page for an explanation) with this
design so you should not need at add any
weight to the nose.
The parachute should be as light as possible
and, taking into account the fact that you may be
allowed to have two launches and therefore need
to have two parachutes (keeping the cost down),
parachute is the best choice for the
This chute opens well and weighs very little.
A further weight reduction can be made by using
thinner cords although these will tend to pull
For a Science Olympiad, the drogue or nose
cone needs to be joined to the rest of the rocket
- see the 'nose
separates at apogee' page for more
details on various strategies and how to fold a
parachute. Practice makes perfect.
The fins should be mounted on a tapered skirt
and just such a device is detailed on the fins
If you want to keep weight low, you may like
to try and find a lighter tape or maybe use a
glue that is available locally and allowed in the
If you are likely to encounter a launcher such
as those shown on Patrick Matthews' page http://home.att.net/~pat.mat/rockets/bluemonster.htm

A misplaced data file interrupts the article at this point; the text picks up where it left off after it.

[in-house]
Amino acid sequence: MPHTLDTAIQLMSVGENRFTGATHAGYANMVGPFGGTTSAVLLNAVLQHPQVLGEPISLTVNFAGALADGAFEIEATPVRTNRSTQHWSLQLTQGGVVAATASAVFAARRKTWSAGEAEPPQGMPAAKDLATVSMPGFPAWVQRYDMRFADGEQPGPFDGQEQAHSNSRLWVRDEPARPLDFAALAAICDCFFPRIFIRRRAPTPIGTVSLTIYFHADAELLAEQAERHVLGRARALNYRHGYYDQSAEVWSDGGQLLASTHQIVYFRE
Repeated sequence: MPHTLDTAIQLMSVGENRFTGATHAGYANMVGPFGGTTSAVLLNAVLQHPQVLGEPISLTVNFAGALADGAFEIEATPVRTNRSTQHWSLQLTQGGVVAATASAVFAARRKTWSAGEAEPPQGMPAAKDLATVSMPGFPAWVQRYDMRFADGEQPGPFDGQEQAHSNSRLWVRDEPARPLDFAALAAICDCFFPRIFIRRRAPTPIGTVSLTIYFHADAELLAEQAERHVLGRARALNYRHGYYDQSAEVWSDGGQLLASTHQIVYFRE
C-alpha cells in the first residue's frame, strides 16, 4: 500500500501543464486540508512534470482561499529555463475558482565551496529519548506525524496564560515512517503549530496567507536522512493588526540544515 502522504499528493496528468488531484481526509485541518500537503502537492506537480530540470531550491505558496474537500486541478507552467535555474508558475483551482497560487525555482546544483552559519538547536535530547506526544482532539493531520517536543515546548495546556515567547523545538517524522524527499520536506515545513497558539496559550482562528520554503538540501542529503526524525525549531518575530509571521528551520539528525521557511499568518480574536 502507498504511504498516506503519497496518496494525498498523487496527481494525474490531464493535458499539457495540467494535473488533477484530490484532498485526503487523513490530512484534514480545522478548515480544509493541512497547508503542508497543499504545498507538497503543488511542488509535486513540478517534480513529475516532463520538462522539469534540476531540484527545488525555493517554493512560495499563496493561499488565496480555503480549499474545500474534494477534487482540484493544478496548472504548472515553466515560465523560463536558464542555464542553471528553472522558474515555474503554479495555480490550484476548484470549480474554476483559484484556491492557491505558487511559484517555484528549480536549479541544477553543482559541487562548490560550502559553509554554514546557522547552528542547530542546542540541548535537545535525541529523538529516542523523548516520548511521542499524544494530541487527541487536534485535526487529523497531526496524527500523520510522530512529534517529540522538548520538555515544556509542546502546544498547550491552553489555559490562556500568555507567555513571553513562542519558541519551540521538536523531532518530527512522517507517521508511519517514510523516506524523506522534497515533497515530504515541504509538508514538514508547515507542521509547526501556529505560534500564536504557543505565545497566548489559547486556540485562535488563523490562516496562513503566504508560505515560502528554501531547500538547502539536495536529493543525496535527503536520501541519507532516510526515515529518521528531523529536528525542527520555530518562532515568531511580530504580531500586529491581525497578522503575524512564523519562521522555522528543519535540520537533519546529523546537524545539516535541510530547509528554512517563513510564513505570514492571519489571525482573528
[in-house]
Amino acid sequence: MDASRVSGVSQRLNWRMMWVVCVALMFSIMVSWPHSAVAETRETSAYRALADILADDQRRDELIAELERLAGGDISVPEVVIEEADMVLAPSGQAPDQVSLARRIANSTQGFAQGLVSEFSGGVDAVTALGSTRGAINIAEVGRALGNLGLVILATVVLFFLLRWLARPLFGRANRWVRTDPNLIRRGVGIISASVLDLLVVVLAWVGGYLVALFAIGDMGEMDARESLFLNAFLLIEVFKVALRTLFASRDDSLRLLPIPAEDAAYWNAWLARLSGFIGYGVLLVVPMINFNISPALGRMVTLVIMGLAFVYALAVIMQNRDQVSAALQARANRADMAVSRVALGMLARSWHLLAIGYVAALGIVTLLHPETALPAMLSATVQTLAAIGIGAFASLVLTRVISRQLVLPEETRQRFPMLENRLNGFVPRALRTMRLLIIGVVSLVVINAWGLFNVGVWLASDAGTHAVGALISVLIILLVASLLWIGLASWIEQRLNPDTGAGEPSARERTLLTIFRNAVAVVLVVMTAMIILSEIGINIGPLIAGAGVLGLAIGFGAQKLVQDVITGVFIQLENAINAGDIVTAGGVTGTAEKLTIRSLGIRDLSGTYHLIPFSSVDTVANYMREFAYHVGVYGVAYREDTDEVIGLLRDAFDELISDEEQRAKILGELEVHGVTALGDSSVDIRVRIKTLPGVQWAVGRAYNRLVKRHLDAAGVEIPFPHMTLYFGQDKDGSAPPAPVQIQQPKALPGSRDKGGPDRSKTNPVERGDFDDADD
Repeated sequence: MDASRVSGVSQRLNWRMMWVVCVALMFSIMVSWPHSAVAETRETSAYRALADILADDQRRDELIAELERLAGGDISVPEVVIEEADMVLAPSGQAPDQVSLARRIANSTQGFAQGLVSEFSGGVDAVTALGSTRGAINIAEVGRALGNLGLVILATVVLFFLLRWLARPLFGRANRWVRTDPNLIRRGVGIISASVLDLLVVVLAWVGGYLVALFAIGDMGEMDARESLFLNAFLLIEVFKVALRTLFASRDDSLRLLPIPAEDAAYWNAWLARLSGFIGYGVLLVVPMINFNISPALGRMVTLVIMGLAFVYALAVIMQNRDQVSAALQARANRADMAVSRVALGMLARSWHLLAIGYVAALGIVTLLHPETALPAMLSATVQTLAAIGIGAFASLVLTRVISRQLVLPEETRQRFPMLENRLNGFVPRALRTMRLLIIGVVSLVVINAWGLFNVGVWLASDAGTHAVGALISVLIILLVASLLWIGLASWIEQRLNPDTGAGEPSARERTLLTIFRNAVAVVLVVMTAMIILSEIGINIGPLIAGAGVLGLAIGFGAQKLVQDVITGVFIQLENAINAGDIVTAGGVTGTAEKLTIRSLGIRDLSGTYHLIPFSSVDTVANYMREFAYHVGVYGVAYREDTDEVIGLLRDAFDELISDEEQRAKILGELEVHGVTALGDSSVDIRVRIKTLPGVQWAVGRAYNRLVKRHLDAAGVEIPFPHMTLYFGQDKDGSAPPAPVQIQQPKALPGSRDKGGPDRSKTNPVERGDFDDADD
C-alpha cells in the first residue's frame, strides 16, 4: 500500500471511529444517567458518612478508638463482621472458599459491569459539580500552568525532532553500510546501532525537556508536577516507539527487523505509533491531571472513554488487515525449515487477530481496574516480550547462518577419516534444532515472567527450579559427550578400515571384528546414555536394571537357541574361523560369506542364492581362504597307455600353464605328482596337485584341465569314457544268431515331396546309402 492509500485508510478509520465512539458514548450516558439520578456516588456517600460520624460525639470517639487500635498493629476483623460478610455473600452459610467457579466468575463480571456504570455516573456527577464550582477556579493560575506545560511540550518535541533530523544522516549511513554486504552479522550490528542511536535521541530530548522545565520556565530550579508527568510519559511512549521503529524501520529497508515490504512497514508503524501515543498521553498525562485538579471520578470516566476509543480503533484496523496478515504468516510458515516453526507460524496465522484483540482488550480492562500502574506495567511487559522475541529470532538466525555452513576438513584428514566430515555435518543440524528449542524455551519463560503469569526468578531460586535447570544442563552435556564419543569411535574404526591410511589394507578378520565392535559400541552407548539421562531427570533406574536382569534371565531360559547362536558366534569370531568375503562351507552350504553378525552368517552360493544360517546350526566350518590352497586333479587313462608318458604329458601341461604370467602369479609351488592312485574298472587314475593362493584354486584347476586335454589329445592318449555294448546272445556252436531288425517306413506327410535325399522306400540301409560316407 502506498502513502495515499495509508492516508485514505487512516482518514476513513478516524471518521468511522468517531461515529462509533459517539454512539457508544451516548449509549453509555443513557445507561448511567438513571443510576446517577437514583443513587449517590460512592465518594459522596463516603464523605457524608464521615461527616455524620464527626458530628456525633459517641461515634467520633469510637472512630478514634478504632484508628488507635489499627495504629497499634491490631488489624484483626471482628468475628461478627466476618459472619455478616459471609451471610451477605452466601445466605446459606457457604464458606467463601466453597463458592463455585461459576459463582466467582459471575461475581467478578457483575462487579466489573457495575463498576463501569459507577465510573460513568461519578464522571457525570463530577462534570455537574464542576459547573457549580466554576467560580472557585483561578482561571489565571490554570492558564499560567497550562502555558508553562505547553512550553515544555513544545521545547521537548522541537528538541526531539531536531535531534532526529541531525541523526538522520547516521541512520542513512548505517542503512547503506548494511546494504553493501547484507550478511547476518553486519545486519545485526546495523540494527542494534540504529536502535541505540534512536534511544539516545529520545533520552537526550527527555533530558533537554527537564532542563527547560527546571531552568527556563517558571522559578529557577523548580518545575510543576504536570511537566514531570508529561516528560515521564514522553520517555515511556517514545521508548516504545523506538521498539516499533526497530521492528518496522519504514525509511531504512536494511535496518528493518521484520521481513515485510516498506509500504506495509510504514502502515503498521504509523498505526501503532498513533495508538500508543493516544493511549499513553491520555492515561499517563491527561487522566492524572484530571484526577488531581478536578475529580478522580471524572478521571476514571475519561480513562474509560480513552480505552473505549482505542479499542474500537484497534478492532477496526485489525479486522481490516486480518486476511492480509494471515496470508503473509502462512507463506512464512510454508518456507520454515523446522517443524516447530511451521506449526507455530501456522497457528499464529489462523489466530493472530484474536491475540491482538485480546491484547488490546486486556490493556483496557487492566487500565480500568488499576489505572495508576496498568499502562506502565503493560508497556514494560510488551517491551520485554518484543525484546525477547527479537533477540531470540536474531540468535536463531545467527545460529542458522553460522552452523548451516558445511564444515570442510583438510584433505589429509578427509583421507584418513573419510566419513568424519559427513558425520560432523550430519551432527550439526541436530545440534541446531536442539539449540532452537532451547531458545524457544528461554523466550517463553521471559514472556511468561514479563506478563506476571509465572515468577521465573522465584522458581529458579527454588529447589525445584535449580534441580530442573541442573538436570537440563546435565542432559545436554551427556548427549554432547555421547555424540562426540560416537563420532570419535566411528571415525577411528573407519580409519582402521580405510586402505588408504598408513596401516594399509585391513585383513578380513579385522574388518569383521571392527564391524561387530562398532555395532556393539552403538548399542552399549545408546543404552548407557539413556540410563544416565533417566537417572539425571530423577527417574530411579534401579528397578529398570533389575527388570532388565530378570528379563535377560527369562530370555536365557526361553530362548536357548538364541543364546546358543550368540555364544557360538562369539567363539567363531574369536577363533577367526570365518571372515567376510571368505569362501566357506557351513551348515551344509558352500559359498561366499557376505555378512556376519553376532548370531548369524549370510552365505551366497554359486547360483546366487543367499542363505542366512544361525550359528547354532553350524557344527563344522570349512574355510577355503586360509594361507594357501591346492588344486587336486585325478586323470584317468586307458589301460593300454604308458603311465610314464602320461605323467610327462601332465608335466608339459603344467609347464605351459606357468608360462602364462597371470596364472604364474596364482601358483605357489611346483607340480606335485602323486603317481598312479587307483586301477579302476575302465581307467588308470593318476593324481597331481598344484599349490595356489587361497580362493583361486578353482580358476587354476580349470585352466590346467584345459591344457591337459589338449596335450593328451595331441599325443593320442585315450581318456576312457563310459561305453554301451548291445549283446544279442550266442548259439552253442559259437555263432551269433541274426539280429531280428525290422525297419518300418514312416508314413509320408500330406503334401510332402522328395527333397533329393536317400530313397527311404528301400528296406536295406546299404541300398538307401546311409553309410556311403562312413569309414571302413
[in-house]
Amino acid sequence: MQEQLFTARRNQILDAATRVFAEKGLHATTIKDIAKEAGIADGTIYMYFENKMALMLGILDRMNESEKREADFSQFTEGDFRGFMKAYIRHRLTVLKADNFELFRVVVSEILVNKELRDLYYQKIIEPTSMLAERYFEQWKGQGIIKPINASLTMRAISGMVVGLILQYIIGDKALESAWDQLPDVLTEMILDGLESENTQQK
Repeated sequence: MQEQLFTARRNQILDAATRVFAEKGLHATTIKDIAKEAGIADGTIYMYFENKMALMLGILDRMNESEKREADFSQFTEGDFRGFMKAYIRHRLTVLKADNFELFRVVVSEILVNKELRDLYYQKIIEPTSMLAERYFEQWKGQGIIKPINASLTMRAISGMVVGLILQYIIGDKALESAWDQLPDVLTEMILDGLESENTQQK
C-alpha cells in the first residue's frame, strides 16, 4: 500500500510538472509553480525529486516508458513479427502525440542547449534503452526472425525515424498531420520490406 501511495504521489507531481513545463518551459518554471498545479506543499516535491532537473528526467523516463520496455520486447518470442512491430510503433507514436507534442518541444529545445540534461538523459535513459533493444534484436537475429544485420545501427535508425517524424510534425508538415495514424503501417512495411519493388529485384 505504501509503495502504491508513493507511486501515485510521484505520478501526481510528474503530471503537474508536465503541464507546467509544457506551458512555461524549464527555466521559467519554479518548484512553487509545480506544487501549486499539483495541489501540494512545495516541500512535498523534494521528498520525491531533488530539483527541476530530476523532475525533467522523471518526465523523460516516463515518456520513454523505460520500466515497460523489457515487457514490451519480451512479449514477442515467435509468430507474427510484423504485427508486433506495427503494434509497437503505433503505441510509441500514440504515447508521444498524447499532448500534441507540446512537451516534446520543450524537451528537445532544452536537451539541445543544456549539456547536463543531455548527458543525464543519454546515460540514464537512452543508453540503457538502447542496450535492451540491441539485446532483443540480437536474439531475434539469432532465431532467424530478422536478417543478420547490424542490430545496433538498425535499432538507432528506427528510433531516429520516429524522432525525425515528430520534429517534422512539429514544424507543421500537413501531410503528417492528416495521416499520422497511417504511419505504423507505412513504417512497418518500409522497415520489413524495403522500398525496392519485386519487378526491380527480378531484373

you should design your fins so that they do not
protrude beyond an imaginary plane level with the
flange (this can still be on a skirt although
a fairly short one). Attaching them to the
side of the rocket and using a swept back
parallelogram shape, such that the edge stuck to
the rocket is on the straight sides but the
distal edge (the edge furthest away from the
rocket) goes back as far as the launcher
will take (ie, level with the flange).
Doing this will allow the centre of drag to be as
far back as possible.
Once you have built the bits, you should take
care to mount the nose cone base and the fins
unit centrally as this will make it fly better.
Weigh the rocket with the parachutes and
calculate the best amount of water for 60 psi (or
whatever is specified in your particular set of
rules). Add that amount of water and mark on the
side of the rocket where the level is (both
upside down and right way up - making sure that
you can tell which is which)
Decide on your chute packing strategy and you
are ready to go.
- Pack the chutes in the nose cone and put
it somewhere safe and dry.
- Overfill the rocket slightly and mount it
on the lanucher.
- Add a little air and Bleed off any excess
water down to the mark.
- Take the nose cone and screw the shock
cord bottle top onto the nose cone base.
- Carefully position the nose cone.
- Pressurise to 60 psi (or whatever)
If you have packed your chutes okay it should
deploy the chute soon after reaching apogee and
float safely to Earth.
Patrick Matthews for providing a set of the rules
and for taking and displaying the photographs of
the launcher on his site (a healthy appreciation
of the circumstances of the launch[er] will never
at the pictures . . .
Back to the Real Rockets Index
Back to the Water Rocket Index